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Deleting or renaming badly named files revisited UNIX
Ever had a file with a name like -myfile and you can't get rid of it? When you try to run a command on it such as rm -, Unix interprets the "-" as an option or other things. You can't do it!

Here's a solution - although I can not take credit for this, I did modify it a bit. This tip appeared in today's Unix Guru Universe Tips mailing list (a great mailing list of a single tip each day ... I have learned LOTS just from this list).

Read the rest of the article for the details...

[Editor's note: We have another hint that deals with deleting badly named files, but this method seemed unique enough to merit a hint of its own...]

First change dir to the location of the poorly named file.
cd /dir/where/filename/is/located
Then look for the file's "inode" number - the inode is the unique numeric identifier for this file:
ls -i filename
You will get back a line that looks like this:
296053 filename
The inode number is shown in the left column. Now use the "find" cmd plus the inode number to locate the file and rename it to something more UNIX friendly that you can then delete:
find . -inum 296053 -exec mv {} ByeBye ;
In this example, I have located the file and renamed it to "ByeBye", which I can then easily delete with rm. If you are feeling a little brave you can go ahead and tack on the "rm" statement right to the end of the "find" cmd and do it all it one motion:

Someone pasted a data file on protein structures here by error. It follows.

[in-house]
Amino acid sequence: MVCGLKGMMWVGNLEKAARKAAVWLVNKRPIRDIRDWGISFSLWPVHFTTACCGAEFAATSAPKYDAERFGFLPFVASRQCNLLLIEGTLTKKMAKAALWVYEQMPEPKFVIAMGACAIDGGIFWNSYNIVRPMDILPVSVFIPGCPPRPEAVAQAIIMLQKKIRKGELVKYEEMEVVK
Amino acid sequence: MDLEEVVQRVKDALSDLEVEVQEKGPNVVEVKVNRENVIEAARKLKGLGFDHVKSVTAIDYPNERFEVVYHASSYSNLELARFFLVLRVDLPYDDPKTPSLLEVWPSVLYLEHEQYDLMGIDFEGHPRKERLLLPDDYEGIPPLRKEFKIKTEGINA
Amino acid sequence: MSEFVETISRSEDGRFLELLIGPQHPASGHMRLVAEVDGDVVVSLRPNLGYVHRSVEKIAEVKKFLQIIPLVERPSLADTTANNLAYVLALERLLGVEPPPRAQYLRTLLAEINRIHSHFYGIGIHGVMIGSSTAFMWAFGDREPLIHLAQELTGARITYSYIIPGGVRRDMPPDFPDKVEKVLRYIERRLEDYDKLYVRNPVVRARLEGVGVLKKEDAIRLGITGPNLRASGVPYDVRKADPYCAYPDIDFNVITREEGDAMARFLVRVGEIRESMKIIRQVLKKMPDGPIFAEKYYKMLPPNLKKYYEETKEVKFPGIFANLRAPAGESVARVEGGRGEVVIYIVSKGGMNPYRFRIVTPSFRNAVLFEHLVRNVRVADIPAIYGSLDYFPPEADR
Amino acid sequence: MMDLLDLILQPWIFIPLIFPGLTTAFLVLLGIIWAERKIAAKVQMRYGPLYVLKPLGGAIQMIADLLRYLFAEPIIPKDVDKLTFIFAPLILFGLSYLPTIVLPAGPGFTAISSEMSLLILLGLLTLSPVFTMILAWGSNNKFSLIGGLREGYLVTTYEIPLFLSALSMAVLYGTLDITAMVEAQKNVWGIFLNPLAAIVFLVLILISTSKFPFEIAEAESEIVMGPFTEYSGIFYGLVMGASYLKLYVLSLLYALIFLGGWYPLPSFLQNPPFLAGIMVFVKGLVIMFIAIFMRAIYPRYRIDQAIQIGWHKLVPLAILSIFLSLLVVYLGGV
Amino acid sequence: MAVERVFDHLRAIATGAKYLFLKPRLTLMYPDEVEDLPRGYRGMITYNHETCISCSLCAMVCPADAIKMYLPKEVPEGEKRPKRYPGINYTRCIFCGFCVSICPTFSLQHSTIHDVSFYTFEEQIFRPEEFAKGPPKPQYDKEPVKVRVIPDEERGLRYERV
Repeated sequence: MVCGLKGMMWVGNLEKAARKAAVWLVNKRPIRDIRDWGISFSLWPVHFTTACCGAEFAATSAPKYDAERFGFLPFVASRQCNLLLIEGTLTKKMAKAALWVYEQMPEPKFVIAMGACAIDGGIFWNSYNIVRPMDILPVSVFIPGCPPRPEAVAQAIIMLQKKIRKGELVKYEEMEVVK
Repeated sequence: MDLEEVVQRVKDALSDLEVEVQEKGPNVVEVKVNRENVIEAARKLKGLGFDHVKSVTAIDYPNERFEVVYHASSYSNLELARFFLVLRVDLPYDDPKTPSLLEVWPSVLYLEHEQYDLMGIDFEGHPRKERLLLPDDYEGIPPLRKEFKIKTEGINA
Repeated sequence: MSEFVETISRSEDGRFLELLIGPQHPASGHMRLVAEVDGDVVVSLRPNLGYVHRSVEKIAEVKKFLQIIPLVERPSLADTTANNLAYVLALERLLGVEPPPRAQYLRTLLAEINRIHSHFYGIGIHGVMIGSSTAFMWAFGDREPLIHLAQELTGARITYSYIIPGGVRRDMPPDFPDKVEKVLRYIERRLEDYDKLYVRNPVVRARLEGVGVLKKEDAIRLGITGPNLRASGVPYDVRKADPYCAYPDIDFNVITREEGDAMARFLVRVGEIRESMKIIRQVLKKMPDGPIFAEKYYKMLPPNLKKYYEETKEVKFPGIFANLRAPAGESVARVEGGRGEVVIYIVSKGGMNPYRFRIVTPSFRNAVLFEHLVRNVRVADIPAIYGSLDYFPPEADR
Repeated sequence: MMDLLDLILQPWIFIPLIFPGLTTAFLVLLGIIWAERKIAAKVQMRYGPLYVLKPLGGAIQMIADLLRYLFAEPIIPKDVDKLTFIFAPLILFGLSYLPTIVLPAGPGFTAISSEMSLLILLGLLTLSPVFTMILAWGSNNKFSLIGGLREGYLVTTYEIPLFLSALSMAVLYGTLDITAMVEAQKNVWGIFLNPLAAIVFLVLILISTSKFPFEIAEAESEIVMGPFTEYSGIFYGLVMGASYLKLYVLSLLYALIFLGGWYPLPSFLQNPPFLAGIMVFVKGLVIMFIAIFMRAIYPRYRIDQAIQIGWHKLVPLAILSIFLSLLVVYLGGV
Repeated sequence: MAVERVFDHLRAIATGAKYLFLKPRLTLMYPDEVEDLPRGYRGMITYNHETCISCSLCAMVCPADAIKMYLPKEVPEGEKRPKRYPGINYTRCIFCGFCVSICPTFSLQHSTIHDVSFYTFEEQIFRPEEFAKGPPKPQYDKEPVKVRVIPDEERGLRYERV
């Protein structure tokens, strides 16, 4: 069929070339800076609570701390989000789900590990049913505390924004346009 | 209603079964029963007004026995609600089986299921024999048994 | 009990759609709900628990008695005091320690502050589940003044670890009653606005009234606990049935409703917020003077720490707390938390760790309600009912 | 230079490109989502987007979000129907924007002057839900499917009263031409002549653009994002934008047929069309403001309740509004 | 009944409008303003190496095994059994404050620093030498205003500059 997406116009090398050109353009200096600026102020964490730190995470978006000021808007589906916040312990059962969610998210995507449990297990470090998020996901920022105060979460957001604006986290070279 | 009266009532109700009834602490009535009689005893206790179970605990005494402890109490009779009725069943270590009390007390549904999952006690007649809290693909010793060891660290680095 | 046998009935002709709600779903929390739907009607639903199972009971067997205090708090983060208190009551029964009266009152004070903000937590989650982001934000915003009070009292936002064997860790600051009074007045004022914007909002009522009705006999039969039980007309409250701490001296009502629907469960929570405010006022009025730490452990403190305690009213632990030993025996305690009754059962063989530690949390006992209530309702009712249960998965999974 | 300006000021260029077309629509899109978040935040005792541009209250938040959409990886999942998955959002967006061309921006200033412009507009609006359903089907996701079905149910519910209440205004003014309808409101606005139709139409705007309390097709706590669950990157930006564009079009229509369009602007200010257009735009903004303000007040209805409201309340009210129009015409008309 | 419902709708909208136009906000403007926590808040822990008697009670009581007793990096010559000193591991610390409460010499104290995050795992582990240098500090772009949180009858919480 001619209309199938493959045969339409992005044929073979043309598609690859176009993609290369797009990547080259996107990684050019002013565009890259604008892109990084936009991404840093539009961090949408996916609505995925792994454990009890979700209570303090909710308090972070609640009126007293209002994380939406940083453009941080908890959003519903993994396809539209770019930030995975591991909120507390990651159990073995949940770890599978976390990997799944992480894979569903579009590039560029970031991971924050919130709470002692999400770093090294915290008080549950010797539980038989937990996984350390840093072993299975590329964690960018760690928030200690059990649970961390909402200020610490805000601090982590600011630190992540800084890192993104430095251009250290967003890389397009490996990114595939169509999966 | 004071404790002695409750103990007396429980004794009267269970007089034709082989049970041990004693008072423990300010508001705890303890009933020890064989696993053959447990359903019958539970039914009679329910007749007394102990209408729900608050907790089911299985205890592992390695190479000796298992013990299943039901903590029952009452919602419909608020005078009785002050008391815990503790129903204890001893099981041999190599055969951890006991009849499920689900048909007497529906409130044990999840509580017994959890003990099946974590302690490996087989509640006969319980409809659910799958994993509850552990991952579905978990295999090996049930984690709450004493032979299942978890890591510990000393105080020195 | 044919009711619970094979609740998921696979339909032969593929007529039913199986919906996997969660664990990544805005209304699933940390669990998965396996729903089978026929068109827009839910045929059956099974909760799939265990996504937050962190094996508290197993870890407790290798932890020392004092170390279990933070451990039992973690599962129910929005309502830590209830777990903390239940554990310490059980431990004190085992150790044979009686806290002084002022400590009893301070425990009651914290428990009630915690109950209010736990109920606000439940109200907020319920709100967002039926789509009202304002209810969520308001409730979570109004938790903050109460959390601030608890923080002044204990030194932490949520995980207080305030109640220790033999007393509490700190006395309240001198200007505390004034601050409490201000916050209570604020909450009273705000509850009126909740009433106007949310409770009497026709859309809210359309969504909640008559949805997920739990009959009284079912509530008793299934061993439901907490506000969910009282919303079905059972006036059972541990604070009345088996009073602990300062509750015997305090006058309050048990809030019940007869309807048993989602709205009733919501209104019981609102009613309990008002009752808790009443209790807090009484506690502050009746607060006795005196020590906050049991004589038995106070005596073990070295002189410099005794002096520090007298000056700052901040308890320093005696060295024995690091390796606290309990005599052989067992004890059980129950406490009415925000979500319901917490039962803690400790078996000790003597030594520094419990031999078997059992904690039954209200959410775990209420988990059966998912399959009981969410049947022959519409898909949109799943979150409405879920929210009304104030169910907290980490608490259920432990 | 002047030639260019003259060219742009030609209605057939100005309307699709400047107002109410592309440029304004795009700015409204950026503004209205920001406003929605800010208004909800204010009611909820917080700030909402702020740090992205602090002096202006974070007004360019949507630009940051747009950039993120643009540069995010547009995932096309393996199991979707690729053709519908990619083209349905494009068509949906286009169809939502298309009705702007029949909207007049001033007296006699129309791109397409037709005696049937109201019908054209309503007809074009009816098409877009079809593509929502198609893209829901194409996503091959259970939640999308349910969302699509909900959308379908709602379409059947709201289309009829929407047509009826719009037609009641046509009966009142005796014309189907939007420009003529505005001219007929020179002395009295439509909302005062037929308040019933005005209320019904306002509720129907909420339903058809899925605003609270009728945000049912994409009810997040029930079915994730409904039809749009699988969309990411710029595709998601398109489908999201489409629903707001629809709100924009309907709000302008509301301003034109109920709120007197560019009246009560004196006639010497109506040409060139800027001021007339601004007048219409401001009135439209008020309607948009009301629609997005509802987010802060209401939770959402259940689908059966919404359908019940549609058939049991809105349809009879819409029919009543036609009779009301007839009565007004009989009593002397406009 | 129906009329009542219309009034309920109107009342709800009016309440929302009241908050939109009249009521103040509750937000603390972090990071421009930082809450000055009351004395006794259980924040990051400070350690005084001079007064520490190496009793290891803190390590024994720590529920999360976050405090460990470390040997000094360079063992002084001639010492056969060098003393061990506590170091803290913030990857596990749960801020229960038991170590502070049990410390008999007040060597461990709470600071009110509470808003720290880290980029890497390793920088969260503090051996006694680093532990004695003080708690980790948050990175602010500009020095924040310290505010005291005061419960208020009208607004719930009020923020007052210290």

find . -inum 296053 -exec mv {} ByeBye ; -exec rm ByeBye ;
This finds the file, renames the file, and then deletes the renamed file. Note: The spaces in the commands above are required.
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Deleting or renaming badly named files revisited | 11 comments | Create New Account
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Easier ways
Authored by: gidds on Jul 31, '02 09:30:54AM
That's a very convoluted way of doing it.
For the specific case of a leading hyphen, as has been said elsewhere, most Unix commands have a neat way around it: if you give -- as a parameter, then all following parameters are taken as filenames and not as parameters.  So
rm -- -myfile
does the trick very easily, as does
rm ./-myfile
For other awkward or unprintable characters, it's often easier to identify the file using the filename completion features built into the shell.  If your file is called myfile^?, say, and it's the only one beginning with myfile, then
rm myfile*
could hardly be easier.  If the file is harder to separate out, you can use characters after the *, or instead use one or more of the ? wildcard which matches a single character.  You can ensure you're only deleting the right file by trying
ls (whatever)
before doing the
rm (whatever)

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Easier ways
Authored by: macsforever2000 on Jul 31, '02 11:24:57AM

My favorite way is to use the -i modifier and a name close to the desired one.

In this case:

rm -i *myfile

Then is goes through all matching files and asks if you want to delete them.

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Easier ways